Most U.S. carriers plan to cut capacity 6 to 14 percent in the third and fourth quarters of this year, Fitch says. Airports in the middle of big projects, such as San Antonio’s huge expansion, will likely have less flexibility to weather any financial storms.

2 Replies to “Fitch downgrades toll road bonds, outlook bleak”

  1. JK

    Some toll road insiders fear that, along with the potential for lessening traffic volumes due to the high price of gasoline, there will be a sharp increase in attempts to circumvent paying the toll itself. The thought is that the number of “toll road cheats” might increase as much as three to four percent, which is a significant number. It would appear a number of toll road administraters are considering ways to bolster their violation enforecement systems (VES) to stay ahead of this potential threat.

    Airlines and airports seem to welcome anything to which they can attribute losses in their declining revenues. General aviation has been steadily losing ground to the executive charter flight market over the last several years with the greater percent of previousl first class ticket purchasers, and a good deal of full-fare passengers, having made the switch according to a recent insightful article in the Economist. It is likely that the increase in air fare coupled with the poor service expectations and the long delays experienced at airports has actually increased toll road traffic. Business travelers have already learned that the required early arrival for departing flights and the poor record for on time take-offs with the resultant missed connections make driving a viable alternatives for longer and longer drive times.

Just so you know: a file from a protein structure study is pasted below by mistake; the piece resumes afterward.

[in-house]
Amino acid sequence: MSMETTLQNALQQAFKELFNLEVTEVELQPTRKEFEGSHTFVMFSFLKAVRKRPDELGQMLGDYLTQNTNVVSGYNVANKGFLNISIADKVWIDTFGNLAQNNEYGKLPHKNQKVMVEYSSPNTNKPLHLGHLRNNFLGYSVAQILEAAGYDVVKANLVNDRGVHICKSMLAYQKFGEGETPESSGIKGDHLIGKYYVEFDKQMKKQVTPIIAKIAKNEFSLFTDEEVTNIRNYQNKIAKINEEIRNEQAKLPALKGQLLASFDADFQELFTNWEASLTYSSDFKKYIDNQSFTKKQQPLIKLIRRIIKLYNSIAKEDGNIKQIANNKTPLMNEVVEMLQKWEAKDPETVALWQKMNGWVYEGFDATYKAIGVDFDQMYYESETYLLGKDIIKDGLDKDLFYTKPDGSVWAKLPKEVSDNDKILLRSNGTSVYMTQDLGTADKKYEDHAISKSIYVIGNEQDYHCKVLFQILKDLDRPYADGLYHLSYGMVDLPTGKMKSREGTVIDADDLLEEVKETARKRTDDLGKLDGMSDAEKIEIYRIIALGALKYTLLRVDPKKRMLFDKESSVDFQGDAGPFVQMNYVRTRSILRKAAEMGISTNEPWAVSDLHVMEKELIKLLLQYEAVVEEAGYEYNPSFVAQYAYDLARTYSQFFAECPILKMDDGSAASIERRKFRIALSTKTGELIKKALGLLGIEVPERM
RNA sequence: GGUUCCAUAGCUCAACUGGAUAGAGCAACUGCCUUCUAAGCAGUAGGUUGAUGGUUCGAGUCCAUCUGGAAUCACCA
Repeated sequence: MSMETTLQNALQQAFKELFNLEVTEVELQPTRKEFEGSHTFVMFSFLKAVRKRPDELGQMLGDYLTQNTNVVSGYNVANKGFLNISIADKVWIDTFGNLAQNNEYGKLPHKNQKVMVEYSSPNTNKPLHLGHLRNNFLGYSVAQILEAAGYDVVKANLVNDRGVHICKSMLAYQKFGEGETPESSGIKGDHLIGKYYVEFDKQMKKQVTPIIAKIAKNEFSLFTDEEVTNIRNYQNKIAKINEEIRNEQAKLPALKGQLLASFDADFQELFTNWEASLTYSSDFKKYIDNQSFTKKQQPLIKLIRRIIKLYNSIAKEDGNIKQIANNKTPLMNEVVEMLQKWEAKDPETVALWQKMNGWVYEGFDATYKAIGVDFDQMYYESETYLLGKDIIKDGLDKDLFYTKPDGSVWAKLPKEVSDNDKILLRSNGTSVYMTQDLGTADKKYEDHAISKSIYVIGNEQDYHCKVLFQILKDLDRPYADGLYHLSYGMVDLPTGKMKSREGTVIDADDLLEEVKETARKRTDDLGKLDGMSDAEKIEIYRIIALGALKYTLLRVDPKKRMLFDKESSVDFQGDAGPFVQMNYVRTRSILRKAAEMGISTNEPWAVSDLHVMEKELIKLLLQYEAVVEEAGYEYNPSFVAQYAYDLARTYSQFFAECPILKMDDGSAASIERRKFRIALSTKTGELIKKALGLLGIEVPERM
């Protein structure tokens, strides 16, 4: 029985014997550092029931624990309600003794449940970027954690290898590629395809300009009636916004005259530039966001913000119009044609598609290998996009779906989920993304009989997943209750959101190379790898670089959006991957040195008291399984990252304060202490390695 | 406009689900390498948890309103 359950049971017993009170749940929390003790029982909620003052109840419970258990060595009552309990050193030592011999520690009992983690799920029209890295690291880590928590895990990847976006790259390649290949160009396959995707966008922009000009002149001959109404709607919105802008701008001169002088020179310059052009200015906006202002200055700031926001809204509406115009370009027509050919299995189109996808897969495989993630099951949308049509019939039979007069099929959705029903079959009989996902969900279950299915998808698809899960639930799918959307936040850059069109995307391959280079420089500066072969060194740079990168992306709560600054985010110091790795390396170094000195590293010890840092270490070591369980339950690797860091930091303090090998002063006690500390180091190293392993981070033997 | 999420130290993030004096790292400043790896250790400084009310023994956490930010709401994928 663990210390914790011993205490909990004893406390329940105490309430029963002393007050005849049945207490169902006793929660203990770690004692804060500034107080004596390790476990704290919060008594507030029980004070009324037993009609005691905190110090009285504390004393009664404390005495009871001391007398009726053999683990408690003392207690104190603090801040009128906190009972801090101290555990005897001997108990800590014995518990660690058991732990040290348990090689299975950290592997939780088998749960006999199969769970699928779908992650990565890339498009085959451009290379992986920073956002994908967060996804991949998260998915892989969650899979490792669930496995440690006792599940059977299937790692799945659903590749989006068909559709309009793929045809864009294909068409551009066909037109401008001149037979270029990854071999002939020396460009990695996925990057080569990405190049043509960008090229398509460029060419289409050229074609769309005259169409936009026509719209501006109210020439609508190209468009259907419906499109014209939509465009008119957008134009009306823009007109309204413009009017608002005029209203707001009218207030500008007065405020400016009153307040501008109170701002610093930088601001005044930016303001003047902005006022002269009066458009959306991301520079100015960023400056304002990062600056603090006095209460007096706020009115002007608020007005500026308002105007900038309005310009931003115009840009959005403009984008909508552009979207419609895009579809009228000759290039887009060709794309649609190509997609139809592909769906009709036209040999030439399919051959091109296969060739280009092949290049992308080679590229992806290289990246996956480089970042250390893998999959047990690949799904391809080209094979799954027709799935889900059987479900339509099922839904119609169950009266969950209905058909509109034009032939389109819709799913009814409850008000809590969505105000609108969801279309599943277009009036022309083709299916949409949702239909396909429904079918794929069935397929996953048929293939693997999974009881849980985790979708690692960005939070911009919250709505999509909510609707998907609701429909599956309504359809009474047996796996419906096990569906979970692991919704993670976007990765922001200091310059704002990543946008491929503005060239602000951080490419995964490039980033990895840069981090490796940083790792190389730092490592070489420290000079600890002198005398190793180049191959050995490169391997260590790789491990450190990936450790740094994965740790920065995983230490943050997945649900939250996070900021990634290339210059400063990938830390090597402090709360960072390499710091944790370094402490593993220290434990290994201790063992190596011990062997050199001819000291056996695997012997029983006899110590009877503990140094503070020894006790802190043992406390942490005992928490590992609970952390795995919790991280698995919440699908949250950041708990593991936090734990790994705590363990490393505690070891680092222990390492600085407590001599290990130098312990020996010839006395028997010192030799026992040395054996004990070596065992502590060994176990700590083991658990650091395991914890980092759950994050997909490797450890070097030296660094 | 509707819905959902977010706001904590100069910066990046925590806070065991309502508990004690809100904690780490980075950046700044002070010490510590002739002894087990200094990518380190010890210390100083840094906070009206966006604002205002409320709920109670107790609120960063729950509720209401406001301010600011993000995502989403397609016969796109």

2. JK

    Many toll road operators are concerned that the increase cost of travel caused by the rising price of gasoline will cause an increase in the number of drivers attempting to thwart the payment system on toll roads. It is possible that the number of “toll cheats” could increase as much as three or four percent, a significant number. Considerations are underway on some roads to bolster the violation enforcement system (VES) by upgrading outdated systems used to capture license plate information from those vehicles in violation of the payment process.

    Airlines and airports have been in difficulty prior to the current oil price crisis and seemingly look to new reasons to justify the poor financial conditions they are experiencing as they appear. An article in the Economist recently provided insight into the losses that general aviation has experienced over the last several years to the executive jet segment. The number of previous first-class and full-fare ticket buyers that have moved to the executive jet charter services has been crippling to the regular carriers. Business travelers long ago discovered that, along with the required early arrival at the airport for flight departures, the poor on-time departures with the resultant missed connections makes longer and longer driving distances more and more acceptable. Tolls for those trips are inconsequential at that point.